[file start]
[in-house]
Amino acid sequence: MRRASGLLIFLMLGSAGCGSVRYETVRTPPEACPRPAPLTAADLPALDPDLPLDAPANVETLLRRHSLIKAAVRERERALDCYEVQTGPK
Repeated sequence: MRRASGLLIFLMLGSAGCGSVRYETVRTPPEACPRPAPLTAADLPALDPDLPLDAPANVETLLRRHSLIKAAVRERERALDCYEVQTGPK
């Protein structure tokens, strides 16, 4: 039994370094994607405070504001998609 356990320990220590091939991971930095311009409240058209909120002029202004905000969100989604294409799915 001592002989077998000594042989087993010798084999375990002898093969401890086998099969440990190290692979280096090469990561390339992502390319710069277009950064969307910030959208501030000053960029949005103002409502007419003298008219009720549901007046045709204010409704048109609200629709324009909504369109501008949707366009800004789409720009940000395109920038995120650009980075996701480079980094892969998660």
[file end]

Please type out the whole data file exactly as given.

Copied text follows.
[in-house]
Amino acid sequence: MRRASGLLIFLMLGSAGCGSVRYETVRTPPEACPRPAPLTAADLPALDPDLPLDAPANVETLLRRHSLIKAAVRERERALDCYEVQTGPK
Repeated sequence: MRRASGLLIFLMLGSAGCGSVRYETVRTPPEACPRPAPLTAADLPALDPDLPLDAPANVETLLRRHSLIKAAVRERERALDCYEVQTGPK
């Protein structure tokens, strides 16, 4: 039994370094994607405070504001998609 356990320990220590091939991971930095311009409240058209909120002029202004905000969100989604294409799915 001592002989077998000594042989087993010798084999375990002898093969401890086998099969440990190290692979280096090469990561390339992502390319710069277009950064969307910030959208501030000053960029949005103002409502007419003298008219009720549901007046045709204010409704048109609200629709324009909504369109501008949707366009800004789409720009940000395109920038995120650009980075996701480079980094892969998660």